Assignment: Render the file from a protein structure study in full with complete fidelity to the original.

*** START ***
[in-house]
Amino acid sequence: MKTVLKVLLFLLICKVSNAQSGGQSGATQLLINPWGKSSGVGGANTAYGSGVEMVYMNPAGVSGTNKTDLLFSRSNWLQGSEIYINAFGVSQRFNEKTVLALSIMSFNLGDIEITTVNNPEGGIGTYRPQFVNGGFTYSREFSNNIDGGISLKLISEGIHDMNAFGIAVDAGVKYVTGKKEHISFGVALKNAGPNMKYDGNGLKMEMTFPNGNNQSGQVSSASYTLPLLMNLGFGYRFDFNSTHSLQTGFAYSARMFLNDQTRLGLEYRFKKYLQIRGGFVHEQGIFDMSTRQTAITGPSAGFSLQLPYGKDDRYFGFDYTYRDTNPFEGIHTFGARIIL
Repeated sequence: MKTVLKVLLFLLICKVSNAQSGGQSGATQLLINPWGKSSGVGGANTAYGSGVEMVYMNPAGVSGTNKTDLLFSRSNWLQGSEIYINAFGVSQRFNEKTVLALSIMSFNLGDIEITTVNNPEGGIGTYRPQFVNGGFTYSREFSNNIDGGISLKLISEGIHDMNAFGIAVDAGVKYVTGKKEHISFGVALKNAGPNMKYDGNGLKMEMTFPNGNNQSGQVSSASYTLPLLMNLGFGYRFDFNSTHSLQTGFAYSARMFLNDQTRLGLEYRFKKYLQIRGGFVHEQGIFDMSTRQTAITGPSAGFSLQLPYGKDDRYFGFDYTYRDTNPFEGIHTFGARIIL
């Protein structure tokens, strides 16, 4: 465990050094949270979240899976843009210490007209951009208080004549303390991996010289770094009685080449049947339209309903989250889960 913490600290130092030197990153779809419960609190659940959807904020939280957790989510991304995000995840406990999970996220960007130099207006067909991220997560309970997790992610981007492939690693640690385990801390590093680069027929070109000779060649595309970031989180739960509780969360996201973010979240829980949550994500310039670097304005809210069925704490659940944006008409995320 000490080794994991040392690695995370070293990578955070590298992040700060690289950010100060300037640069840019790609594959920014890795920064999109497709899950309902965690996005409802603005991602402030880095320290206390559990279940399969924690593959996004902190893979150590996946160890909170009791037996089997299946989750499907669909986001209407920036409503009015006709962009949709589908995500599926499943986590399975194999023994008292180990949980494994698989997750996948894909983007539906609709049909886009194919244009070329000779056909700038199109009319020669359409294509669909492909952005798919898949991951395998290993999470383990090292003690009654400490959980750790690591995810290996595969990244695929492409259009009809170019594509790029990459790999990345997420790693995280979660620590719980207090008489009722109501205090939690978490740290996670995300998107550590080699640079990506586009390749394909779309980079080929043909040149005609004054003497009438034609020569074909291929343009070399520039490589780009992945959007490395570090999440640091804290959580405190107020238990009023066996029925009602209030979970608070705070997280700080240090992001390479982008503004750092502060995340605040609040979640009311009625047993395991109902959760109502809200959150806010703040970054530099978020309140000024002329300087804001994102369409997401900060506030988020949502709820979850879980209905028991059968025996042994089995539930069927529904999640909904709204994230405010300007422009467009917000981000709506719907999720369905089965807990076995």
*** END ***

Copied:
[in-house]
Amino acid sequence: MKTVLKVLLFLLICKVSNAQSGGQSGATQLLINPWGKSSGVGGANTAYGSGVEMVYMNPAGVSGTNKTDLLFSRSNWLQGSEIYINAFGVSQRFNEKTVLALSIMSFNLGDIEITTVNNPEGGIGTYRPQFVNGGFTYSREFSNNIDGGISLKLISEGIHDMNAFGIAVDAGVKYVTGKKEHISFGVALKNAGPNMKYDGNGLKMEMTFPNGNNQSGQVSSASYTLPLLMNLGFGYRFDFNSTHSLQTGFAYSARMFLNDQTRLGLEYRFKKYLQIRGGFVHEQGIFDMSTRQTAITGPSAGFSLQLPYGKDDRYFGFDYTYRDTNPFEGIHTFGARIIL
Repeated sequence: MKTVLKVLLFLLICKVSNAQSGGQSGATQLLINPWGKSSGVGGANTAYGSGVEMVYMNPAGVSGTNKTDLLFSRSNWLQGSEIYINAFGVSQRFNEKTVLALSIMSFNLGDIEITTVNNPEGGIGTYRPQFVNGGFTYSREFSNNIDGGISLKLISEGIHDMNAFGIAVDAGVKYVTGKKEHISFGVALKNAGPNMKYDGNGLKMEMTFPNGNNQSGQVSSASYTLPLLMNLGFGYRFDFNSTHSLQTGFAYSARMFLNDQTRLGLEYRFKKYLQIRGGFVHEQGIFDMSTRQTAITGPSAGFSLQLPYGKDDRYFGFDYTYRDTNPFEGIHTFGARIIL
């Protein structure tokens, strides 16, 4: 465990050094949270979240899976843009210490007209951009208080004549303390991996010289770094009685080449049947339209309903989250889960 913490600290130092030197990153779809419960609190659940959807904020939280957790989510991304995000995840406990999970996220960007130099207006067909991220997560309970997790992610981007492939690693640690385990801390590093680069027929070109000779060649595309970031989180739960509780969360996201973010979240829980949550994500310039670097304005809210069925704490659940944006008409995320 000490080794994991040392690695995370070293990578955070590298992040700060690289950010100060300037640069840019790609594959920014890795920064999109497709899950309902965690996005409802603005991602402030880095320290206390559990279940399969924690593959996004902190893979150590996946160890909170009791037996089997299946989750499907669909986001209407920036409503009015006709962009949709589908995500599926499943986590399975194999023994008292180990949980494994698989997750996948894909983007539906609709049909886009194919244009070329000779056909700038199109009319020669359409294509669909492909952005798919898949991951395998290993999470383990090292003690009654400490959980750790690591995810290996595969990244695929492409259009009809170019594509790029990459790999990345997420790693995280979660620590719980207090008489009722109501205090939690978490740290996670995300998107550590080699640079990506586009390749394909779309980079080929043909040149005609004054003497009438034609020569074909291929343009070399520039490589780009992945959007490395570090999440640091804290959580405190107020238990009023066996029925009602209030979970608070705070997280700080240090992001390479982008503004750092502060995340605040609040979640009311009625047993395991109902959760109502809200959150806010703040970054530099978020309140000024002329300087804001994102369409997401900060506030988020949502709820979850879980209905028991059968025996042994089995539930069927529904999640909904709204994230405010300007422009467009917000981000709506719907999720369905089965807990076995």